I don’t want to write about what it was like being a Canadian Arab teen in 2001, because it doesn’t really matter.
I don’t want to write about what constitutes a good apology and what the statute of limitations on racist acts should be, because who cares what I think?
I don’t want to write about blackface or brownface, and try to compute my feelings about seeing our prime minister donning both as if I’m any sort of representative or bellwether for Black or Brown Canadians’ feelings, because I’m not.
I want to write about Canadian media, and how when these things happen, the worst part for me is that I don’t see any Black or Brown faces telling me about it. Because I’d know those faces would come closer to understanding how complicated my feelings are, and while we’d never be monolithic in how we feel, I’d feel less frustrated and alone.
Instead of that, I see pictures of the journalists covering the Liberal campaign plane, with not even the hint of a tan in sight.
I see the first responses from the CBC and the Globe and Mail from white voices, wholly unaffected by the issues they’re so quick to comment on.
I see reports that Justin Trudeau hasn’t apologized personally to Jagmeet Singh (who, even though he is Sikh, is not in reality the unofficial spokesperson of all Black and Brown Canadians).
I see Andrew Scheer being allowed to deliver his first statement on the issue without having to answer a single question on his own party’s Islamophobic or racist candidates, let alone his assertion from a few days ago that an apology would suffice for this type of thing anyway.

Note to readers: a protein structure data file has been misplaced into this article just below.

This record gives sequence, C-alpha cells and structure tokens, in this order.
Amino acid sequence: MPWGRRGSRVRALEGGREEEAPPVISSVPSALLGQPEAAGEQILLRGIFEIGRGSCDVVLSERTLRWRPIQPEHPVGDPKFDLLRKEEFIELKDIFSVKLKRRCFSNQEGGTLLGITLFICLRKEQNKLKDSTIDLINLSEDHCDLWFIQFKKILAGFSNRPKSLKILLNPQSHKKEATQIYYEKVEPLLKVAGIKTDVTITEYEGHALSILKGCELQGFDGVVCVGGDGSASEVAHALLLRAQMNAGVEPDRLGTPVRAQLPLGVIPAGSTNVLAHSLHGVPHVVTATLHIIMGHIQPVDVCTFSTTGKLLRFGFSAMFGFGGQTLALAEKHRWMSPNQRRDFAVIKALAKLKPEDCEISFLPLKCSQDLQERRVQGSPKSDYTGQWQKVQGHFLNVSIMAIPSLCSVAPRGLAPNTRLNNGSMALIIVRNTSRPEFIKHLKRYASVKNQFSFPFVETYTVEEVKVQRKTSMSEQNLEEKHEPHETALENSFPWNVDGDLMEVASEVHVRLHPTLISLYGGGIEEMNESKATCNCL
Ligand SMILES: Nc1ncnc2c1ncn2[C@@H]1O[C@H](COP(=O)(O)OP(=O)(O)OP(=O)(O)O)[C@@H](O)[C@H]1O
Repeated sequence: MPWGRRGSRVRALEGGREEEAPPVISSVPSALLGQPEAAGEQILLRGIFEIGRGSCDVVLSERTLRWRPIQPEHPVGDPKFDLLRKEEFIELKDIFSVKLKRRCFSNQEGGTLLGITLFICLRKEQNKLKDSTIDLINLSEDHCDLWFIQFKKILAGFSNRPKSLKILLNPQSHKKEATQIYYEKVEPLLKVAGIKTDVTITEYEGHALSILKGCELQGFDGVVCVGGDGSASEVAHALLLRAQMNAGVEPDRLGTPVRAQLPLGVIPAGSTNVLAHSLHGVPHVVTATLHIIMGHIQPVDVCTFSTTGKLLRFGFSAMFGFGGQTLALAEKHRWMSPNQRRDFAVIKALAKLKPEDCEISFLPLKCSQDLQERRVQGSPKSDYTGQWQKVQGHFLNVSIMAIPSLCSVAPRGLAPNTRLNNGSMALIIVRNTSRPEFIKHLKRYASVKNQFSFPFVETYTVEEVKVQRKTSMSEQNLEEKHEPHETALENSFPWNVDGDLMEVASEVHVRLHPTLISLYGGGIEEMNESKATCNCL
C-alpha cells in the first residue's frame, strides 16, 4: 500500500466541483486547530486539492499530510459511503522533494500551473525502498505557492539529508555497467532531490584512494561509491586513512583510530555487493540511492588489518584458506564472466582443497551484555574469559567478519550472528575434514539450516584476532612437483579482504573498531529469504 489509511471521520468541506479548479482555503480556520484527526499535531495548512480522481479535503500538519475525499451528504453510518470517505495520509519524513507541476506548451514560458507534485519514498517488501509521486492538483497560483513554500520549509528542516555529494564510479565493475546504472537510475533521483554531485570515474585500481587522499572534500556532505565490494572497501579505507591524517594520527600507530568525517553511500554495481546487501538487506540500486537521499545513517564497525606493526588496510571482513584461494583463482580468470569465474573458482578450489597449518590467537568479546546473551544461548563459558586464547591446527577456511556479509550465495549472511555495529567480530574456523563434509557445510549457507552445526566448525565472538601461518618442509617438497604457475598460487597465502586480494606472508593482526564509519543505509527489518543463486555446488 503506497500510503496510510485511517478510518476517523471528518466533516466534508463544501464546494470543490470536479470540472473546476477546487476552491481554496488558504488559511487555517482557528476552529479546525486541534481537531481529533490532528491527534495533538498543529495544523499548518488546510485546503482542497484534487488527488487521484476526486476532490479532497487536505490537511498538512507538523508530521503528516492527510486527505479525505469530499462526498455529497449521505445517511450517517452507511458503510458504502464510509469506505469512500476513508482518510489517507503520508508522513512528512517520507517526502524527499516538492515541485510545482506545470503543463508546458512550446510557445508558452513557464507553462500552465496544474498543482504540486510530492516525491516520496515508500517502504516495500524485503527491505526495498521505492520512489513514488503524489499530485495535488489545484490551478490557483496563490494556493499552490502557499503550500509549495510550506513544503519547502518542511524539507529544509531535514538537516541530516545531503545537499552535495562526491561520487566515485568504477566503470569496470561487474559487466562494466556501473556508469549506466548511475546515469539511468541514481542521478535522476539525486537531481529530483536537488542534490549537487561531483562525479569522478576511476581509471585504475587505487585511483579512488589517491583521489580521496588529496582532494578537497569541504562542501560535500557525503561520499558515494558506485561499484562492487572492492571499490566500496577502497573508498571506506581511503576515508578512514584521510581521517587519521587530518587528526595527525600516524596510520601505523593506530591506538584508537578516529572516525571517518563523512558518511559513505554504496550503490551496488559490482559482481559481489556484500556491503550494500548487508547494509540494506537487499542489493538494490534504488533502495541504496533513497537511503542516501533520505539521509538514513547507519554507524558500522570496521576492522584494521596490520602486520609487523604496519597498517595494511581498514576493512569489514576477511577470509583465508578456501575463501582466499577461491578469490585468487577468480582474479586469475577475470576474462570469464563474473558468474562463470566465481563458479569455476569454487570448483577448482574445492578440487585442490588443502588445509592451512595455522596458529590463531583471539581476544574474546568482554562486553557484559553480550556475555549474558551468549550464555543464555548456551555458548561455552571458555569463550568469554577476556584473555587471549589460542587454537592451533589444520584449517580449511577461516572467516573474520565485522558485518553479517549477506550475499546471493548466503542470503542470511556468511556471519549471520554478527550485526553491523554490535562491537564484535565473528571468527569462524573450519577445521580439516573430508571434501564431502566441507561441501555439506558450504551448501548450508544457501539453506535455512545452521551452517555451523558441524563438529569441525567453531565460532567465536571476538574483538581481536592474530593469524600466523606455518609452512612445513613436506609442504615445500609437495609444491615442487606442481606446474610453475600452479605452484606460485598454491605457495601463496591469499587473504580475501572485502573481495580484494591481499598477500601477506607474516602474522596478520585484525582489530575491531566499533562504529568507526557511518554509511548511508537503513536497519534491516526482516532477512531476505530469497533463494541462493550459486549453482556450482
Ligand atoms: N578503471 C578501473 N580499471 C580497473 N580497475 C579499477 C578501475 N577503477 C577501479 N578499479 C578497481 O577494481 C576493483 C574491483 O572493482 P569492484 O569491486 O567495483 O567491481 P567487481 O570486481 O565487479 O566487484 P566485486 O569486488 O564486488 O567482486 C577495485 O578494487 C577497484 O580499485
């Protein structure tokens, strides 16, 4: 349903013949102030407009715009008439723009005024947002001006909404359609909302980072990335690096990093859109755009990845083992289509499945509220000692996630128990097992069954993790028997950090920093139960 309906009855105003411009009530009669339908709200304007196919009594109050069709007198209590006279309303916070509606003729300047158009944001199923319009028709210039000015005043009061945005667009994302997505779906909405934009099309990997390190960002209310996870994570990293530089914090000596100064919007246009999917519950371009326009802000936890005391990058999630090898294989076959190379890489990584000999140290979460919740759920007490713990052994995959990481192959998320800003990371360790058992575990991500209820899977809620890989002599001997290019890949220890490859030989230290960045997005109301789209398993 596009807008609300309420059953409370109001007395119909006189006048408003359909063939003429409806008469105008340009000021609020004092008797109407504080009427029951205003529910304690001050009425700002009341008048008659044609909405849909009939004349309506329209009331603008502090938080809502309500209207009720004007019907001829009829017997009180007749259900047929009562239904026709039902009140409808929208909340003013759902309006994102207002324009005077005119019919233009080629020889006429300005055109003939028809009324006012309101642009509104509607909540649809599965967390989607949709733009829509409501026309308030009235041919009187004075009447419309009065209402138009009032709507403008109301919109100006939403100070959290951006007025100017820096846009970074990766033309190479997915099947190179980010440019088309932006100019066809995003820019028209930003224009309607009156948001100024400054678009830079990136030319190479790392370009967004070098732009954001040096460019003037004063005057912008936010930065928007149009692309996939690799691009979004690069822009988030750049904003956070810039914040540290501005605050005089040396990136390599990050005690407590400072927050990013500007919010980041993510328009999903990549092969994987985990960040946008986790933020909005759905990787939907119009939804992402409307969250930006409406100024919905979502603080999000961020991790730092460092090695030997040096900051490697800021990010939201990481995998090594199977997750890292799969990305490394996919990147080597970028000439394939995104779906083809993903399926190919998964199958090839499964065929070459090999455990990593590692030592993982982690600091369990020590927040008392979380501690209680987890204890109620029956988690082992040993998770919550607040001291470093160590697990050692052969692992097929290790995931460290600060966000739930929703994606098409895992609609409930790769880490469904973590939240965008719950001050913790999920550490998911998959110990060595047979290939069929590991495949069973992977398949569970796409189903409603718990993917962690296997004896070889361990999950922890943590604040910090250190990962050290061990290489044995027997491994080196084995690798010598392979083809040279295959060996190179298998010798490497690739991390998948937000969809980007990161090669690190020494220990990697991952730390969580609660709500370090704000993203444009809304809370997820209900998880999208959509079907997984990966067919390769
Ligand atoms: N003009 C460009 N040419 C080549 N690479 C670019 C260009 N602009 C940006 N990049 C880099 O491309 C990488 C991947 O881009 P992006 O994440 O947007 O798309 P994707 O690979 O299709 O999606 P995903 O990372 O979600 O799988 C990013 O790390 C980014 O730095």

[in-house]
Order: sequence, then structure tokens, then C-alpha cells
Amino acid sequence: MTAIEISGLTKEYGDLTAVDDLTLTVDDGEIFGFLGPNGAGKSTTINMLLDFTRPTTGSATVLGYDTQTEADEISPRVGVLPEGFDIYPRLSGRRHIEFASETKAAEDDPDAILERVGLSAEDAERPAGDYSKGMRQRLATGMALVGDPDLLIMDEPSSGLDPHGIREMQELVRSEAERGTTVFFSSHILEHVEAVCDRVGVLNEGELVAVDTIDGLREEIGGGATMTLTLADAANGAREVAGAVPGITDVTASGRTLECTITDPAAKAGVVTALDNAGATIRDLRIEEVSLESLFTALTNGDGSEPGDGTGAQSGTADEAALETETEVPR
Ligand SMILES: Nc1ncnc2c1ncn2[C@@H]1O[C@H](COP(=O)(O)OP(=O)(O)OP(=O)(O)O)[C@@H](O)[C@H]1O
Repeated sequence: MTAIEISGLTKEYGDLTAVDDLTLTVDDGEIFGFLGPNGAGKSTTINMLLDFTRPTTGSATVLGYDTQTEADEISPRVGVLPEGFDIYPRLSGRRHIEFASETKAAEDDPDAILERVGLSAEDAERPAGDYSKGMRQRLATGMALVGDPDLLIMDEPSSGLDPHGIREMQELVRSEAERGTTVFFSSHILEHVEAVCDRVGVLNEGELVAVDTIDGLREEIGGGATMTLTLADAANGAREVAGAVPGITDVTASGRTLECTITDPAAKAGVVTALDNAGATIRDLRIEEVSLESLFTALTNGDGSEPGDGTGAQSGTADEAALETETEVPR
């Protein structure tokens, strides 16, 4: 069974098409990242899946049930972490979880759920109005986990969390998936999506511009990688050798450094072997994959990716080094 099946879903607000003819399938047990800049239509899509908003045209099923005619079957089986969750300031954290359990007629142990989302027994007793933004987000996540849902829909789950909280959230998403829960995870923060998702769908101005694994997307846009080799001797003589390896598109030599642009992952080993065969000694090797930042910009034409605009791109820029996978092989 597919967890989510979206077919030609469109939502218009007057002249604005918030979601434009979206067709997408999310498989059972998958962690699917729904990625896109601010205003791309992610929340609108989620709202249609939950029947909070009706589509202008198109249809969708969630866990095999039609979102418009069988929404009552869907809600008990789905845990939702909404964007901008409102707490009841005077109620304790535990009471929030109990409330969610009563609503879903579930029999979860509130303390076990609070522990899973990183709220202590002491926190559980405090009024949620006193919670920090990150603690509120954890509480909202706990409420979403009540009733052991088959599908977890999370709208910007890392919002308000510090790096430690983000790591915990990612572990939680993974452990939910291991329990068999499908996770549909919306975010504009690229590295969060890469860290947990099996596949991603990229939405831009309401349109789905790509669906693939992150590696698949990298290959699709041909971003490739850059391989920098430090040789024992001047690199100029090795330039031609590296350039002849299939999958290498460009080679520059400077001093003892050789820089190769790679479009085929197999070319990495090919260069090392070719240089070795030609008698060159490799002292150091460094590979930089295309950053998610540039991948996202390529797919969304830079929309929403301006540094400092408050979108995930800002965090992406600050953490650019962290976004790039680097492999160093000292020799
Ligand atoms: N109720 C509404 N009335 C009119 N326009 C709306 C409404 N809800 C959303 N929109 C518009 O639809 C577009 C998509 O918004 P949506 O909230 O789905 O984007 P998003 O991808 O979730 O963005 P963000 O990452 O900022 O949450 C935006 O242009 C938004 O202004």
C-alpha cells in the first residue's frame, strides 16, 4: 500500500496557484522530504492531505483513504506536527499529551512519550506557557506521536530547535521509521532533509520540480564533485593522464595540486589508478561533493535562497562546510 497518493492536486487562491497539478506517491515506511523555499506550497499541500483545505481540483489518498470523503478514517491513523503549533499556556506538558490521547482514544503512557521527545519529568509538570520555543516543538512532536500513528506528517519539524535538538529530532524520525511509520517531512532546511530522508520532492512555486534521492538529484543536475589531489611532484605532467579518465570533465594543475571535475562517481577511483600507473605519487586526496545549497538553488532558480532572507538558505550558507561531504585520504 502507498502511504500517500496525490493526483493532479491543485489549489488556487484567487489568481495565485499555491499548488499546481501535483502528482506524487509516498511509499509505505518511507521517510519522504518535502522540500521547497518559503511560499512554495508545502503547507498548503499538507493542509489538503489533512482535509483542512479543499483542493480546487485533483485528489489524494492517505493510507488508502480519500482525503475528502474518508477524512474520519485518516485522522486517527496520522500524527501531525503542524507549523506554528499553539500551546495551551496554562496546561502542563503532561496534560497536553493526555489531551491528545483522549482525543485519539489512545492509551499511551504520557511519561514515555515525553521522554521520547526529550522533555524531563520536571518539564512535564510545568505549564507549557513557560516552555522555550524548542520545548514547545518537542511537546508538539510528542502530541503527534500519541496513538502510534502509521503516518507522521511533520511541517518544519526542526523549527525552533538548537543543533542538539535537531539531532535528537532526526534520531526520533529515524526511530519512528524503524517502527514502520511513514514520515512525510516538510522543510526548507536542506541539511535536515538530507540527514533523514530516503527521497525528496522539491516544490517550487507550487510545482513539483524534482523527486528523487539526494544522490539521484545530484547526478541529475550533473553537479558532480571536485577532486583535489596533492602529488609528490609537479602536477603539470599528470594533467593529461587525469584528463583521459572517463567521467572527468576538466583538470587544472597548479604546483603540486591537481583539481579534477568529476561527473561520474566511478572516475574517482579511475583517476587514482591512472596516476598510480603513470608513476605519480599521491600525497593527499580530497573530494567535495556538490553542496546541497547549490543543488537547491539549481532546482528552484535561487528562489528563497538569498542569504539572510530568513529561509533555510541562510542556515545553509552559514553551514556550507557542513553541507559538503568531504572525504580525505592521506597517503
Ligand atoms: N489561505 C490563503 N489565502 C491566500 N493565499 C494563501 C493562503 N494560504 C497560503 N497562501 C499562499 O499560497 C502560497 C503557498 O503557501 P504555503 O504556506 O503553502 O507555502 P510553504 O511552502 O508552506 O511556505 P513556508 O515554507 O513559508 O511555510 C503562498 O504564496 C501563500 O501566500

I see people of colour carrying the burden of not only trying to create representation and amplify non-white voices in a culture that only calls on us when it feels like it could be gauche not to, but also working through their own traumas in public and uncomfortable ways.
I see myself, cracking jokes about how every night is an Arabian Nights party when you’re an Arab, because honestly, I can’t do public anger anymore; it’s too damned exhausting.
But I can’t wait for the day I see something other than this. The day when journalists of colour aren’t tokens or rarities; when issues of race are covered thoughtfully and with nuance; when we think of how meaningful representation can be – that you need to see what you can be to believe you can be it.
But I can’t wait for the day … when journalists of colour aren’t tokens or rarities; when issues of race are covered thoughtfully and with nuance.
I’ll also admit that I’m waiting for a day when Arab Canadians can have a news cycle that doesn’t totally suck.
Until then, Canadian media need to do better. Put some journalists of colour on the political beat and let them exercise their judgment. Forget about trying to get the first responses to news stories about race, and focus on getting the best voices to discuss race.
Stop tokenizing Brown and Black voices and start truly working at diversity.
I want a Canadian media landscape that actually represents the Canadian cultural landscape, but what’s more: we deserve it.
Because I’m tired of having to make jokes about race; it’s a defence mechanism that feels a little too much like wearing a costume.
Beisan Zubi consults in corporate social responsibility in Waterloo, Ont.
Copyright Postmedia Network Inc., 2019
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